15 James Newman – ‘Embers’ (2021)

Poor James. He’s clearly talented, from his rugged, booming, Lewis Capaldi-adjacent voice to his gasp-inducing song writing credits. (Little Mix? Jessie Ware Toni Braxton?!?!?!) But something about ‘Embers’ doesn’t click. It’s an overproduced dance stomper that simply doesn’t suit him, with bland lines that overcook metaphors about fire, heat and rising from the ashes; a cumbersome nod to life post Covid-19. It got ‘nul points’ and finished last.

14 Jessica Garlick – ‘Come Back’ (2002)

Star for a NightMy Kind of MusicPop Idol; Jessica Garlick knew her way around a TV talent show production line by the year 2002 and took this training and ran with it at that year’s Contest in Tallinn, Estonia. The English-Welsh powerhouse imbues this robust tune about lost love with earthy, full-throated soul. She finished third – good on her.

13 SuRie – ‘Storm’ (2018)

Shakira, ex-coach on The Voice, would surely spin for these weird vocal tricks – or is it Dido we’re getting? Indeed, on this militantly rhythmic, chanty anthem about perseverance, SuRie (we don’t have time to look up why she’s called that) has a refreshingly off-piste singing style – especially at that belter of a bridge.  

12 Lucie Jones – ‘Never Give up on You’ (2017)

Just one example of the many gorgeously voiced young stars chewed up and spat out by The X Factor, Lucie’s shot at Eurovision stardom arrived eight years after bowing out early on the show. She’s reliably note-perfect on this sleek declaration of unwavering loyalty to a loved one. But why the unnecessary sadness? It’s like she’s singing from the afterlife. On balance, maybe we can get into ghostly balladeering – but not at Eurovision.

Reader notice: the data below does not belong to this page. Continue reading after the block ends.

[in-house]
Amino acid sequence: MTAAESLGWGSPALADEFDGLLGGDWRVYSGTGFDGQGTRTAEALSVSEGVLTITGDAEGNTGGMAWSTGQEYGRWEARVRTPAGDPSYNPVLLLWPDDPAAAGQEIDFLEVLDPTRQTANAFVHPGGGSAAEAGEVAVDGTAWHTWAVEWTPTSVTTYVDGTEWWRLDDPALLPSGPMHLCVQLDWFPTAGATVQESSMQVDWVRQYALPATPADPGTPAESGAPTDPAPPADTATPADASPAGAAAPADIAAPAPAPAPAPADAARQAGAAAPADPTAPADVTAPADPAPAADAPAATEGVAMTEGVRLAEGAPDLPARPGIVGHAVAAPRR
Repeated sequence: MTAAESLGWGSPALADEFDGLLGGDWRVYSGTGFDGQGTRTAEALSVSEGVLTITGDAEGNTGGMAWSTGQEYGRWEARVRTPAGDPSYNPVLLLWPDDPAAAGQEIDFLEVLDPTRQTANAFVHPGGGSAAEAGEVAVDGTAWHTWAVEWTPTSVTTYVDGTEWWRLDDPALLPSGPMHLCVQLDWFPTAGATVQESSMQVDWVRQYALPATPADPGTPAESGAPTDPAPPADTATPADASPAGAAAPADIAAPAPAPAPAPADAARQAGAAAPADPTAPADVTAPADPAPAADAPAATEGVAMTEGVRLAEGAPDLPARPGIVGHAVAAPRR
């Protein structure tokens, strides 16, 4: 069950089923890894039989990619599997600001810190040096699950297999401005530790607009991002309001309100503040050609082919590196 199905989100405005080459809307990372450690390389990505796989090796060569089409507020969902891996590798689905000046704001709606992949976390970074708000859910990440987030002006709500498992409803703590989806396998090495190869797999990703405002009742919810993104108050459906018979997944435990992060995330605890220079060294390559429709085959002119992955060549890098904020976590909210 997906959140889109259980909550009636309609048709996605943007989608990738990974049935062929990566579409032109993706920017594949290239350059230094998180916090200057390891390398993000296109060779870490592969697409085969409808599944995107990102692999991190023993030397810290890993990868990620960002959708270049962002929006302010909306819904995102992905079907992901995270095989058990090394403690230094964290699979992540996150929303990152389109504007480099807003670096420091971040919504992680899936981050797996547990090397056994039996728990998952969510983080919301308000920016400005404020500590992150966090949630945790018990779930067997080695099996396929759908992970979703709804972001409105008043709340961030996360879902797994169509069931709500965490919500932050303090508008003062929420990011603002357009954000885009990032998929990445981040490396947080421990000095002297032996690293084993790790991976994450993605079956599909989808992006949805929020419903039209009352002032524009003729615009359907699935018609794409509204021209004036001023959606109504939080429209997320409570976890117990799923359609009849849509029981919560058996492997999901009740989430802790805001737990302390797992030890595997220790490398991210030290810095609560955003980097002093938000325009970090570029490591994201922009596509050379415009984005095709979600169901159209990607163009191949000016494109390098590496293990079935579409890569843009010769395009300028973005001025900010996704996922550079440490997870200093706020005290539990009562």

11 Engelbert Humperdinck – ‘Love Will Set You Free’ (2012)

A superstar in his day, veteran act Engelbert brought some throwback pomp and glamour to a classic number Elvis would’ve approved of. However, like Bonnie, his clout failed to engage Eurovision voters, and he placed 25th. With its mournful guitar, near-operatic warbling and grandiose ending, it’s a solid song – if amusingly antiquated. 

10 Michael Rice – ‘Bigger Than Us’ (2019)

Sorry, but we’ll defend this Leona Lewis-style stormer to the hills. Same goes for Michael’s mature-beyond-his-year voice. The gospel choir is beautiful, the production is spotless, and the message of togetherness the antithesis of Webber’s ode to individualism a decade before. But perhaps Michael’s boy-next-door humility spelled downfall: he lacked star power on the night.

9 Andy Abraham – ‘Even If’ (2008)

This funk, soul, and R&B-inflected gem could’ve been written by Stevie Wonder, and features velvety vocals dished out with effortless style by 2006 X Factor runner-up Andy. And yet, it came last. Why? The game show-like production and dad-dancing weren’t that bad. Surely this Eurovision placing was political…

8 Joe and Jake – ‘You’re Not Alone’ (2016)

Jedward meets High School Musical meets Coldplay (?) in this shiny, up-tempo toe-tapper with a pretty euphoric chorus and some grand “oh oh ohs” and the like. It’s oh so Eurovision. (To further explain the Coldplay reference, this is like if Chris Martin taught a songwriting class to tweens and indoctrinated them with Mylo Xyloto.)

7 Sam Ryder – ‘SPACE MAN’ (2022)

His high-pitched growl is Marmite, but if you can withstand it, there’s a lot to enjoy on Sam’s high-powered pop-rock anthem. Not least the cosmic theme; the sound of a rocket launching at the climax is a cute touch. This one also holds the rare distinction of being a Eurovision hit, reaching number two on the charts. A fitting precursor to the continued improvement in quality at this year’s Eurovision.

6 James Newman – ‘My Last Breath’ (2020)

Far superior to ‘Embers’, James was meant to perform ‘My Last Breath’ in Rotterdam but was thwarted by the pandemic. It’s a crying shame. This warm, guitar-driven anthem about unwavering loyalty is quite literally a breath of fresh air. Full marks for the surprisingly dark lyrics and passionate singing. Again, poor James.

5 Mae Muller – ‘I Wrote a Song’ (2023)